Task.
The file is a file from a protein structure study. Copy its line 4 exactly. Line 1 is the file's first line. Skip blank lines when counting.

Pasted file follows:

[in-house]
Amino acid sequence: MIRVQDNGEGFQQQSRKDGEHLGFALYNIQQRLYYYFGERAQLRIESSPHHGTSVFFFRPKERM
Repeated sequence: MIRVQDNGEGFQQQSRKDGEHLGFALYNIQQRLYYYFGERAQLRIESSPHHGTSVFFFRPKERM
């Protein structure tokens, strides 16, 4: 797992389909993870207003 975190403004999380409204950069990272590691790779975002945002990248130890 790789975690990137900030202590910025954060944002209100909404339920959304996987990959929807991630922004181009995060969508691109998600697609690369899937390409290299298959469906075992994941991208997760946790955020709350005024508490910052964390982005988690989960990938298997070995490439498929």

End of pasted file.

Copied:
């Protein structure tokens, strides 16, 4: 797992389909993870207003 975190403004999380409204950069990272590691790779975002945002990248130890 790789975690990137900030202590910025954060944002209100909404339920959304996987990959929807991630922004181009995060969508691109998600697609690369899937390409290299298959469906075992994941991208997760946790955020709350005024508490910052964390982005988690989960990938298997070995490439498929």